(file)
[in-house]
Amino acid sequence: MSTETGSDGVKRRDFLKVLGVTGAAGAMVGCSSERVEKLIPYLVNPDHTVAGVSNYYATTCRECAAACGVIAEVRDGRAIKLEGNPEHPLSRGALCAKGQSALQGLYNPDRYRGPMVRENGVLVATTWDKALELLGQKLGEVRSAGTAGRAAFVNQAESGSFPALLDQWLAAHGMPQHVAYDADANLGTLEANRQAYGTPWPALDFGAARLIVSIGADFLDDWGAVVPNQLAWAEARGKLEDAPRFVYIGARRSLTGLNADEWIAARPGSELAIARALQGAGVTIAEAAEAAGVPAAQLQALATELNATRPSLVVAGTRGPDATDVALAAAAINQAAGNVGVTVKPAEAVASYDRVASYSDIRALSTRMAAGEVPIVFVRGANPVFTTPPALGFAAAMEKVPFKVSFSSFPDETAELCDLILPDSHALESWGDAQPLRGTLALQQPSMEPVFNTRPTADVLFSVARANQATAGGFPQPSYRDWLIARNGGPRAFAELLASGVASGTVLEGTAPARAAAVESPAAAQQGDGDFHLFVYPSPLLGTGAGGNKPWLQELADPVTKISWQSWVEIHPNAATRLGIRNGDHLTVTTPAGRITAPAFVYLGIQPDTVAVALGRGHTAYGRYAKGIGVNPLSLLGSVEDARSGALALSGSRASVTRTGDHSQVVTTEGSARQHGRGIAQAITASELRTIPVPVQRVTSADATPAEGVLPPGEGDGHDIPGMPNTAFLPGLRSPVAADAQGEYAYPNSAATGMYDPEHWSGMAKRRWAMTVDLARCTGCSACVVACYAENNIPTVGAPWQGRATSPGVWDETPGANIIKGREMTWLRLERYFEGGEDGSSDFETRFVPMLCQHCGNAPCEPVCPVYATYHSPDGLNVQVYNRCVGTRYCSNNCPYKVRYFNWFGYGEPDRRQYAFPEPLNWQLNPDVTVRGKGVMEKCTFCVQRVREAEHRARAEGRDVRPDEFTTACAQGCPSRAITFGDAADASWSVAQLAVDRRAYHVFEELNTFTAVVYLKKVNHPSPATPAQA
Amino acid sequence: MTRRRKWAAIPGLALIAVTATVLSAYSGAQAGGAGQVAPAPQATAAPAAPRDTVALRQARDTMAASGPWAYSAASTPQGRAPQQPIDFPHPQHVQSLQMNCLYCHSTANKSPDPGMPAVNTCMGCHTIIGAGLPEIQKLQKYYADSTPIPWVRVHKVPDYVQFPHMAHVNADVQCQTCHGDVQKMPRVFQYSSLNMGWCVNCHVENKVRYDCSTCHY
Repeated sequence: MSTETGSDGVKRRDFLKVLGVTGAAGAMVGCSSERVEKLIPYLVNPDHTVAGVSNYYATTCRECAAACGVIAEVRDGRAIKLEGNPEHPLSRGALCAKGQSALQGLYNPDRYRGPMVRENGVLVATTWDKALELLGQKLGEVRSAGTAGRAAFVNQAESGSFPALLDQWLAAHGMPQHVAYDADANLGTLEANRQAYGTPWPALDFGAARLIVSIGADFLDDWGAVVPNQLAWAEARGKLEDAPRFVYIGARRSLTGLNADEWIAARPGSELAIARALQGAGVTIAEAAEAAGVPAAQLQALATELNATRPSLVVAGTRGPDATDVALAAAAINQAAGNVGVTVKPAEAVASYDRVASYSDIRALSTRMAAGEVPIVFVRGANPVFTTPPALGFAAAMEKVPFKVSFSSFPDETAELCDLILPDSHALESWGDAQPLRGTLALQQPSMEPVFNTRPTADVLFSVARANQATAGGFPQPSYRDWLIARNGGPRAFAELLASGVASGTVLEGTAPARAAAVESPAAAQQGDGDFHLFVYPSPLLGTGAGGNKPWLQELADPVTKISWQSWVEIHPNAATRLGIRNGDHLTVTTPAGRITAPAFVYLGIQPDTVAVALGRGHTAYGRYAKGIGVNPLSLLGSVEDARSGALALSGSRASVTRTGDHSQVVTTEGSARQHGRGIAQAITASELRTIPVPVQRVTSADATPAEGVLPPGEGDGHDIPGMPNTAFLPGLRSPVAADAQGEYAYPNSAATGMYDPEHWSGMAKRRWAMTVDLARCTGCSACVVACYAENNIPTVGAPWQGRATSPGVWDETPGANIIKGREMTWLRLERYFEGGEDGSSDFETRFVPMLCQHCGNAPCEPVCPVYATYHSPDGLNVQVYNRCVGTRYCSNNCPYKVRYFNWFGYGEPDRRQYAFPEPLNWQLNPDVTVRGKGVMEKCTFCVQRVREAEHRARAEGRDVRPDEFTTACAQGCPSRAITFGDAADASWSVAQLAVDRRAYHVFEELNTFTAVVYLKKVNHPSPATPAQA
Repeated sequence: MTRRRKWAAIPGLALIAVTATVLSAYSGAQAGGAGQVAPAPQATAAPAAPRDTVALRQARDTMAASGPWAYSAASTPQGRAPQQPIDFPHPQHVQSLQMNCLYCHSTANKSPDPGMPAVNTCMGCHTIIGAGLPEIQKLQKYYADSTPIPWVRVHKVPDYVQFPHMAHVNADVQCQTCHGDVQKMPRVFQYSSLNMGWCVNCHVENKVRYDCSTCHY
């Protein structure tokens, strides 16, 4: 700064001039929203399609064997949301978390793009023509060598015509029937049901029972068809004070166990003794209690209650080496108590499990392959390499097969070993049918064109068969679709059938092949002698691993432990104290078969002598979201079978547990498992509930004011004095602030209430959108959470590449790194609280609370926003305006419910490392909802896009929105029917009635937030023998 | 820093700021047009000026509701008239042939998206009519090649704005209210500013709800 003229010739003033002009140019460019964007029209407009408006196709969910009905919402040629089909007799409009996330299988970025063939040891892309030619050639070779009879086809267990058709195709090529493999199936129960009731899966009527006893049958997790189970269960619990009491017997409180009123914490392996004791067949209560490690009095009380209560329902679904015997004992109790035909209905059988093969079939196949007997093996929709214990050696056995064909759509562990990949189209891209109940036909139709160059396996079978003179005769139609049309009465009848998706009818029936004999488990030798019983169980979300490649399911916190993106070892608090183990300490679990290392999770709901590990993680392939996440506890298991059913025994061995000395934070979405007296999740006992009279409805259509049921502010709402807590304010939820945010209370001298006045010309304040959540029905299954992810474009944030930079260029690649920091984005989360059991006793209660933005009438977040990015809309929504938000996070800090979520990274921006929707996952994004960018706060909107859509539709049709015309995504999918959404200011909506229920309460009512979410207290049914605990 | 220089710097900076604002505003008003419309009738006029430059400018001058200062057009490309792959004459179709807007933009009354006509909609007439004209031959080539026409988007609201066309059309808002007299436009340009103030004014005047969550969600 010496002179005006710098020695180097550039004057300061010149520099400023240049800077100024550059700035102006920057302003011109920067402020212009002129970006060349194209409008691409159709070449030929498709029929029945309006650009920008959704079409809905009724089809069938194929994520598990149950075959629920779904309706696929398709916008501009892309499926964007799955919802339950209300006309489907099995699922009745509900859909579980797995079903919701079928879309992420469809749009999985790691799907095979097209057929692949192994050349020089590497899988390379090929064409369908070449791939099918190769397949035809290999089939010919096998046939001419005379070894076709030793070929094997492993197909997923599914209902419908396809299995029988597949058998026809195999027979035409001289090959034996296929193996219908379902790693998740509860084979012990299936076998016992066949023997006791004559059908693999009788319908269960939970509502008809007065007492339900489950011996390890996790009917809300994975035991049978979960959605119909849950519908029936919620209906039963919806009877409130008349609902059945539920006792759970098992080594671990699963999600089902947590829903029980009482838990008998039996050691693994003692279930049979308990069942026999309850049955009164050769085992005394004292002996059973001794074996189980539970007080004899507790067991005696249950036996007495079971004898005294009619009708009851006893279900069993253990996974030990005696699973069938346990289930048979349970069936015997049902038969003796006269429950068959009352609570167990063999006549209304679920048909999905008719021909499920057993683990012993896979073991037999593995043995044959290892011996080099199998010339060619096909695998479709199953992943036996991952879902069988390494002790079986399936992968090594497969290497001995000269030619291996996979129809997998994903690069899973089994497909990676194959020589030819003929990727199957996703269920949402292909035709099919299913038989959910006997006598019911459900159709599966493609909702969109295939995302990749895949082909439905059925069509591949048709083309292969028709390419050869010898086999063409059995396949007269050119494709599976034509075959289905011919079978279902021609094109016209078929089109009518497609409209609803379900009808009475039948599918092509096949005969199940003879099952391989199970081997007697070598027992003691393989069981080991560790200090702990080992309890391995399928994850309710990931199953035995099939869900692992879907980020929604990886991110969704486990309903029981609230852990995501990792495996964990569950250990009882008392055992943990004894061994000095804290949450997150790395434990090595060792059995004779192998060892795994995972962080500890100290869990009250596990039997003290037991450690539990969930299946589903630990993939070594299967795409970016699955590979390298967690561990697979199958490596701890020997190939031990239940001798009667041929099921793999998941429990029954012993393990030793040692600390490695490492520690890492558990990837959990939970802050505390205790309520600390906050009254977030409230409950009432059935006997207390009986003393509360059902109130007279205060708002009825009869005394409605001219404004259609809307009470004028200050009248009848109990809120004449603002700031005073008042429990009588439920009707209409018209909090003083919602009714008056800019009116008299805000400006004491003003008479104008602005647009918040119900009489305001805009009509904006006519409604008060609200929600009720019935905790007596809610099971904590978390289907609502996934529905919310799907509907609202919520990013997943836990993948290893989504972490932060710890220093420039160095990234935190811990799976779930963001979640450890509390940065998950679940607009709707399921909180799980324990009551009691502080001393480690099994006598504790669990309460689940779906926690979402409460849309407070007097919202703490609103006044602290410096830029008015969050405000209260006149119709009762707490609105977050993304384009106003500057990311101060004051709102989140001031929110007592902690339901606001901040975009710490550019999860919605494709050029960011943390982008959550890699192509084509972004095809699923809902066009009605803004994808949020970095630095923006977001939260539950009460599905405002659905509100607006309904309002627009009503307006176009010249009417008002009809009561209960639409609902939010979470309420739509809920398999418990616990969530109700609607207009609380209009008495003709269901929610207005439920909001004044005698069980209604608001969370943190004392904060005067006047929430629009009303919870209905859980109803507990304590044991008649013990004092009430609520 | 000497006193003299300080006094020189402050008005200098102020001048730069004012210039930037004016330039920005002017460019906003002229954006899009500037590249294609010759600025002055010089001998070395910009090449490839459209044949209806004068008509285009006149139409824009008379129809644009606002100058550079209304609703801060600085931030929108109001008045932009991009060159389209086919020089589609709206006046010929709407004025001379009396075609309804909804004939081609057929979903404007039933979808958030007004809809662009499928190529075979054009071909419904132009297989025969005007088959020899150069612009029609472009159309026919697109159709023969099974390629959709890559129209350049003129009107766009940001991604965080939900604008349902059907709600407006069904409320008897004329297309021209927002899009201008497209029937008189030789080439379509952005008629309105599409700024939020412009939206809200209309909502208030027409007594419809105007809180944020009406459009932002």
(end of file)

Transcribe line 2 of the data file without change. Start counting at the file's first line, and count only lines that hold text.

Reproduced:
Amino acid sequence: MSTETGSDGVKRRDFLKVLGVTGAAGAMVGCSSERVEKLIPYLVNPDHTVAGVSNYYATTCRECAAACGVIAEVRDGRAIKLEGNPEHPLSRGALCAKGQSALQGLYNPDRYRGPMVRENGVLVATTWDKALELLGQKLGEVRSAGTAGRAAFVNQAESGSFPALLDQWLAAHGMPQHVAYDADANLGTLEANRQAYGTPWPALDFGAARLIVSIGADFLDDWGAVVPNQLAWAEARGKLEDAPRFVYIGARRSLTGLNADEWIAARPGSELAIARALQGAGVTIAEAAEAAGVPAAQLQALATELNATRPSLVVAGTRGPDATDVALAAAAINQAAGNVGVTVKPAEAVASYDRVASYSDIRALSTRMAAGEVPIVFVRGANPVFTTPPALGFAAAMEKVPFKVSFSSFPDETAELCDLILPDSHALESWGDAQPLRGTLALQQPSMEPVFNTRPTADVLFSVARANQATAGGFPQPSYRDWLIARNGGPRAFAELLASGVASGTVLEGTAPARAAAVESPAAAQQGDGDFHLFVYPSPLLGTGAGGNKPWLQELADPVTKISWQSWVEIHPNAATRLGIRNGDHLTVTTPAGRITAPAFVYLGIQPDTVAVALGRGHTAYGRYAKGIGVNPLSLLGSVEDARSGALALSGSRASVTRTGDHSQVVTTEGSARQHGRGIAQAITASELRTIPVPVQRVTSADATPAEGVLPPGEGDGHDIPGMPNTAFLPGLRSPVAADAQGEYAYPNSAATGMYDPEHWSGMAKRRWAMTVDLARCTGCSACVVACYAENNIPTVGAPWQGRATSPGVWDETPGANIIKGREMTWLRLERYFEGGEDGSSDFETRFVPMLCQHCGNAPCEPVCPVYATYHSPDGLNVQVYNRCVGTRYCSNNCPYKVRYFNWFGYGEPDRRQYAFPEPLNWQLNPDVTVRGKGVMEKCTFCVQRVREAEHRARAEGRDVRPDEFTTACAQGCPSRAITFGDAADASWSVAQLAVDRRAYHVFEELNTFTAVVYLKKVNHPSPATPAQA